Our bodies are not set for today’s pace.
They move slowly but they get the job done—ya know, the job of keeping us alive. And they do not react when well told to do otherwise.
The fitness and diet industry knows that but they’re not interested in following the laws of our bodies—they’re interested in making money. So, playing on our obsession with quick fixes, they push quick fixes and timed solutions, aimed at giving us our best body in a matter of months, weeks, sometimes minutes! Recognize the following marketing schemes?
“5 minute abs!” “30 days to bikini body!” “Meal replacement shakes — lose weight in a week!” “Take this pill and watch the pounds shed off!”
And so on, and so on.
It takes nine months to cook us, seven years for us to get our adult teeth and 12+ years for us to reach puberty. Why do we think that we can completely change our bodies in a week?
Now, I’m not saying that it takes 12 months to lose 5 pounds. But, I do know that it is physically impossible to develop visible core musculature with a five minute workout. And deep down, you do too.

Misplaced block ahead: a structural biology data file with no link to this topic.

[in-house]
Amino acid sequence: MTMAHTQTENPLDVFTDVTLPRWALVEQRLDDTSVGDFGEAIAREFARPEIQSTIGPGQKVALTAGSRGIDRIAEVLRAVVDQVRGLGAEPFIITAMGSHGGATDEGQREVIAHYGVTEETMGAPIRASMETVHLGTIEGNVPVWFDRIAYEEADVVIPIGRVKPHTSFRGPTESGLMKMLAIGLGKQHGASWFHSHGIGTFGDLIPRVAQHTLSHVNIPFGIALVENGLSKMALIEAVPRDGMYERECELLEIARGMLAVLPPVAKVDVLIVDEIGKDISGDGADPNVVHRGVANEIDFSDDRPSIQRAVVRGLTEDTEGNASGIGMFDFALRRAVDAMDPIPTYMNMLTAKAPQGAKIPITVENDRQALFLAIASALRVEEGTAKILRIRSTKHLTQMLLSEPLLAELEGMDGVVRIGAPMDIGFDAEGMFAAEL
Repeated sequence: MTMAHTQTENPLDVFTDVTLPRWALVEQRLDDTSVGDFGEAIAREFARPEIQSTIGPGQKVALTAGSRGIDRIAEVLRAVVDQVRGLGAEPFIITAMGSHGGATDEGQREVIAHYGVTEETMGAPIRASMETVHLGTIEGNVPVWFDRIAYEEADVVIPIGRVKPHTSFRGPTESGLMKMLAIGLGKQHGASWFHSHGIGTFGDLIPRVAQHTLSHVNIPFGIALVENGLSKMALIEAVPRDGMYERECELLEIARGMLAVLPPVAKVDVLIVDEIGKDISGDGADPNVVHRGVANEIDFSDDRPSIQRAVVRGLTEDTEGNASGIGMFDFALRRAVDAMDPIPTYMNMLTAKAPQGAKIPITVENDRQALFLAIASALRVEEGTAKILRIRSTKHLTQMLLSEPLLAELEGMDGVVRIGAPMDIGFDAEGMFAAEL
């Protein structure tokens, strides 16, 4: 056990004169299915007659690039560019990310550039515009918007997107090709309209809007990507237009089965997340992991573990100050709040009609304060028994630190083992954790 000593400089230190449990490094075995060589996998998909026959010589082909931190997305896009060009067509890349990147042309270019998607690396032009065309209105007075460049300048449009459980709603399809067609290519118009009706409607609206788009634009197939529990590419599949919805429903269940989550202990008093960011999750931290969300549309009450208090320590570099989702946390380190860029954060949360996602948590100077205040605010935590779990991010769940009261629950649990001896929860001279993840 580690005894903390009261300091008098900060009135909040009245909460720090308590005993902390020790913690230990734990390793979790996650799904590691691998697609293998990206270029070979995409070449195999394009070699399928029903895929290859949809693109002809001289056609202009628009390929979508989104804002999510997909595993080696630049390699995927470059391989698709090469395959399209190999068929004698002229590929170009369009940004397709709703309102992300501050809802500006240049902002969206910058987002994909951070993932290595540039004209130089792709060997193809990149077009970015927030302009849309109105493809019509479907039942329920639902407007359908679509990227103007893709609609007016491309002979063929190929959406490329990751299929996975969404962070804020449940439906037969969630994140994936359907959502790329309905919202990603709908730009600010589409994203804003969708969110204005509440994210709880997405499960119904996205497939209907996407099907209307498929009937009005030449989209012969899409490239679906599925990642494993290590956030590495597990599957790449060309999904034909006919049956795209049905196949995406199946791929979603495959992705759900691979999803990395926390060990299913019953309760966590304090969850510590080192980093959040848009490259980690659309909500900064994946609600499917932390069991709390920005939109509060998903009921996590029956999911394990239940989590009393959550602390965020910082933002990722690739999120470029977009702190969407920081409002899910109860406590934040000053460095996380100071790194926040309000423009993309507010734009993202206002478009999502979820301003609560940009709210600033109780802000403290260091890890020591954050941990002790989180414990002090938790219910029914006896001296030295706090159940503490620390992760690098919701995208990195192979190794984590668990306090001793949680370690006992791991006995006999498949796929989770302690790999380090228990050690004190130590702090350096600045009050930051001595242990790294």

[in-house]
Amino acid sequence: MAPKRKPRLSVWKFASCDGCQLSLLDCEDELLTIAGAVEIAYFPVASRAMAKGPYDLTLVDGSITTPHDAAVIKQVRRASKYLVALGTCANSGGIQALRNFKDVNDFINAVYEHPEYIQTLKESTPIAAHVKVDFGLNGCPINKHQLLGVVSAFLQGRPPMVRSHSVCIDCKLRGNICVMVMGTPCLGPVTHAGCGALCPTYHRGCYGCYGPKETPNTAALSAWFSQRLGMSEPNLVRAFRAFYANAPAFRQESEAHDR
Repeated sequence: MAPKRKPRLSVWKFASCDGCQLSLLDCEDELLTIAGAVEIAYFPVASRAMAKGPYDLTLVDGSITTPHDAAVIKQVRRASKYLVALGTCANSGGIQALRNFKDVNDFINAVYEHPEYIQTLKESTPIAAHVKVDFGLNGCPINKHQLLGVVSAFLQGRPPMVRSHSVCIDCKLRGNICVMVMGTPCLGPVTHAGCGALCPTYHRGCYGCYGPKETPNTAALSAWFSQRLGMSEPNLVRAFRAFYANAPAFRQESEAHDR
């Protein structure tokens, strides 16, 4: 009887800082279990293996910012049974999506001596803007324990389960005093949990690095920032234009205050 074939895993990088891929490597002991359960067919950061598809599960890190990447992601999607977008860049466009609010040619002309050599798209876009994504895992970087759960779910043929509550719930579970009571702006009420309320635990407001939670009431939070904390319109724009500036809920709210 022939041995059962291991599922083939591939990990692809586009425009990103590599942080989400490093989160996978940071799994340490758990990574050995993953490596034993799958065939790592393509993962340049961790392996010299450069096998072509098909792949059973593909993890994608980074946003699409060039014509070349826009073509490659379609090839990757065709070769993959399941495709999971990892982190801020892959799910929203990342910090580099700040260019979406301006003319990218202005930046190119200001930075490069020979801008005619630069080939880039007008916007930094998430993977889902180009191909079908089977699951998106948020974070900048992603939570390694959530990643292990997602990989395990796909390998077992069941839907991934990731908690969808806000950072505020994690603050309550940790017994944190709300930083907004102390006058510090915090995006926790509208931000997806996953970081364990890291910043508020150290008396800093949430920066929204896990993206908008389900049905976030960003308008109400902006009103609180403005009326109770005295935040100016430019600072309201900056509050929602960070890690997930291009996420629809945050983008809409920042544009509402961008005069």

Not only are these products misguiding and incorrect, they can also be very harmful to your body. Many of these products are loaded with harmful chemicals that affect your metabolism and, frankly, are cheaply made. Most meal replacement and conventional meal plan programs advocate low daily calorie counts – and a VLCD (very low calorie diet) is perhaps the worst way to lose weight.
Not only are they unrealistic (do you really think that you can survive on 1000 calories a day for the rest of your life? Really?) but they are severely damaging to your metabolism. The lower your daily calories dip, the slower your metabolism becomes. And, since your metabolism regulates your body all chemical reactions within your body, a slow metabolism is not only damaging to your weight loss efforts, it is damaging to your body in general. Take it from someone who actually was on a VLCD, it is not a road you want to go down!
Now you’re asking “why would the fitness and diet industry to this to us?”